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Re: PC Engine specifics

Post by za909 » Tue Mar 26, 2019 12:41 am

I have since fixed most of the issues + added a bit of code to manually force instructions for which the operand would fall within the PCE's zero page to be looked up again and have their operand truncated to its low 8 bits before being emitted to the output file. I'll have to put a bit more time into it though, because it looks like the for loop responsible for evaluating the opcode and the operand is very much dependant on the order of the array items for each mnemonic, so it might happen that when looking for the zero page opcode the search might stop at zero page indexed by X if that opcode comes first in the list of array items, since it also fits the same initial search criteria.

Once that works I can at least say that I have implemented everything HuC6280-related in some way. Moving on to making it 65816-compatible doesn't sound like a difficult task from there.

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Re: PC Engine specifics

Post by abridgewater » Sat Apr 06, 2019 11:05 pm

ccovell wrote:The block transfer instructions clobber the values in the X and Y registers, something I haven't seen mentioned anywhere except the Japanese Develo magazine. Something to watch out for, if you have transfers that aren't a multiple of $100 bytes.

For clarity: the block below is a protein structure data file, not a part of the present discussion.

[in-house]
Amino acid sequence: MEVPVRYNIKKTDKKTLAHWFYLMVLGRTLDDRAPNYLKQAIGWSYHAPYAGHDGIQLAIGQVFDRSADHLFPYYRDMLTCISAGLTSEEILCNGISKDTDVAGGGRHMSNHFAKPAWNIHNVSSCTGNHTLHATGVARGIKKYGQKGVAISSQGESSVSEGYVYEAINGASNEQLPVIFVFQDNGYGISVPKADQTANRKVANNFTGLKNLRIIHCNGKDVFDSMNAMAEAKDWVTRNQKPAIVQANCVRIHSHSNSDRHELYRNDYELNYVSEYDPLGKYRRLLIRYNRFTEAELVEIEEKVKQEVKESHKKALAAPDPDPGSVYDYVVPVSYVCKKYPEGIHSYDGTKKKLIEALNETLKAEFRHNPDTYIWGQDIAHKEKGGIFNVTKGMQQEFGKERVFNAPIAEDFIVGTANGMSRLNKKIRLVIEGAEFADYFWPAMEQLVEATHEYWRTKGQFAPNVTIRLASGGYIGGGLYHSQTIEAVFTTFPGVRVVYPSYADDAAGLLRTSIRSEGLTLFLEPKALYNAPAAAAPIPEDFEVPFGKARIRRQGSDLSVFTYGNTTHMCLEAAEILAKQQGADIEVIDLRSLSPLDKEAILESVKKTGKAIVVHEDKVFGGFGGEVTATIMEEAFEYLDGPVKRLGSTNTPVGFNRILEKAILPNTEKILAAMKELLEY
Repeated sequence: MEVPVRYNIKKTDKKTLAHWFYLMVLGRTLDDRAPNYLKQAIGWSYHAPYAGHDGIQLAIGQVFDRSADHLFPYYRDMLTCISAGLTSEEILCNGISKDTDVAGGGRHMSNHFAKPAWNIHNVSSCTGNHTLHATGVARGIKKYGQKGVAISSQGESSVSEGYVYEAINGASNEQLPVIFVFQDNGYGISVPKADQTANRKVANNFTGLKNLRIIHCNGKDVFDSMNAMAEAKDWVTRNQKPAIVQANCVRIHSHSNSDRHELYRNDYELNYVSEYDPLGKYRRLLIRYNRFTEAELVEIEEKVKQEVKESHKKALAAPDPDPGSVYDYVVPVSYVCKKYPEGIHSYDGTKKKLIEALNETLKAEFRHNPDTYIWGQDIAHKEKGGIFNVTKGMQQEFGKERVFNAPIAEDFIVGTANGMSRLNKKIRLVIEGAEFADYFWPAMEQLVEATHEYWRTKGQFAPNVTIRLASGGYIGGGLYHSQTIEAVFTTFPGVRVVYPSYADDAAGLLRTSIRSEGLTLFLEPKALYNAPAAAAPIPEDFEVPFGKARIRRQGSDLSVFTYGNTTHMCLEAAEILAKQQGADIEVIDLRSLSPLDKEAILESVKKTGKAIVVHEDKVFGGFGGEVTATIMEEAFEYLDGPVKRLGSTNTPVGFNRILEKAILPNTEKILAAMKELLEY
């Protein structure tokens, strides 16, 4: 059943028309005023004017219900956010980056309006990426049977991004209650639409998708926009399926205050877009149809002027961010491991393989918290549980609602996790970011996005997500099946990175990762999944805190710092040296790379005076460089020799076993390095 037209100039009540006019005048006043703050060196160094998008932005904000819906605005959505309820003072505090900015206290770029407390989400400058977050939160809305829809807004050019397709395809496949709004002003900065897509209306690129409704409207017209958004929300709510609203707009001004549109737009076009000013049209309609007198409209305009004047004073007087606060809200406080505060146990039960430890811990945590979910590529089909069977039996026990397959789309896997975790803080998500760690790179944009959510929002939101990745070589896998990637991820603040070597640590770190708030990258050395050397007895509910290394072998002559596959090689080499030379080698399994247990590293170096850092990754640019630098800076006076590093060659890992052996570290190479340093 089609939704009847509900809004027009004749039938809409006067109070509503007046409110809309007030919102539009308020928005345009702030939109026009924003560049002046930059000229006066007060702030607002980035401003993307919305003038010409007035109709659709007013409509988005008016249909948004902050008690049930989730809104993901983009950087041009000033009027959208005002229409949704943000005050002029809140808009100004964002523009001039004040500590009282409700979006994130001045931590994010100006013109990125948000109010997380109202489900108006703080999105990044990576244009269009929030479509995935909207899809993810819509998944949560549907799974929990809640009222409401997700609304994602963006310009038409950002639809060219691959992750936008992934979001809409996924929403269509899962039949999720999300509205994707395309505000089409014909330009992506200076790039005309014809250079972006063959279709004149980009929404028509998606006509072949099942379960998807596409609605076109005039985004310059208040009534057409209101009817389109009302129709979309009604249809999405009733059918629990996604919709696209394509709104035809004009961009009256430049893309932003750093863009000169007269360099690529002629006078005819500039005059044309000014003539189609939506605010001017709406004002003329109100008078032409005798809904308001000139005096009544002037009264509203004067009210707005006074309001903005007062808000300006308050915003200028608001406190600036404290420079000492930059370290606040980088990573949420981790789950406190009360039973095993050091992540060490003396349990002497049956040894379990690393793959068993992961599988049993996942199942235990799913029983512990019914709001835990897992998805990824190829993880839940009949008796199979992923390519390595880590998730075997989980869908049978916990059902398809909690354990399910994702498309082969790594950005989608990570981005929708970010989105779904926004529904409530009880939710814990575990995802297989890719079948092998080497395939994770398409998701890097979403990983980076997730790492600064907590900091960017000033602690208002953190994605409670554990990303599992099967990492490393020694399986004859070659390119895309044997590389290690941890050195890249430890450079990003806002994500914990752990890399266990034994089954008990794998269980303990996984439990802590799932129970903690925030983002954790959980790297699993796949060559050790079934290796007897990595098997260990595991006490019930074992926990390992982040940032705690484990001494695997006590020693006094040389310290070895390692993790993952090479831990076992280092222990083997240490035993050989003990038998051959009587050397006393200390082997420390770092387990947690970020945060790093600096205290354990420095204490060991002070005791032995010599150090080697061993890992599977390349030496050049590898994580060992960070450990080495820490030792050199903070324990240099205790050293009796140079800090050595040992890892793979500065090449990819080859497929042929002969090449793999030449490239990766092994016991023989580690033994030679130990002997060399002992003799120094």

An interrupt occurs after a transfer is completed, delaying the interrupt. More details are in Elmer's posts on the forum that was linked.
Ah, could you elaborate on this, please? All of the information that I've found, including the Develo "mook" (bookazine?) says that X, Y, and A are stashed on the stack during transfers (using three bytes, which may be significant if you're doing something clever with stack space and the S register), although some of the flowcharts imply that they are merely written twice rather than written and restored. And my current PC-Engine development setup absolutely depends on X being preserved across a two-byte TII transfer and some longer TIA transfers, none of which are a multiple of 256 bytes, so the assertion that at least X is clobbered doesn't make sense to me.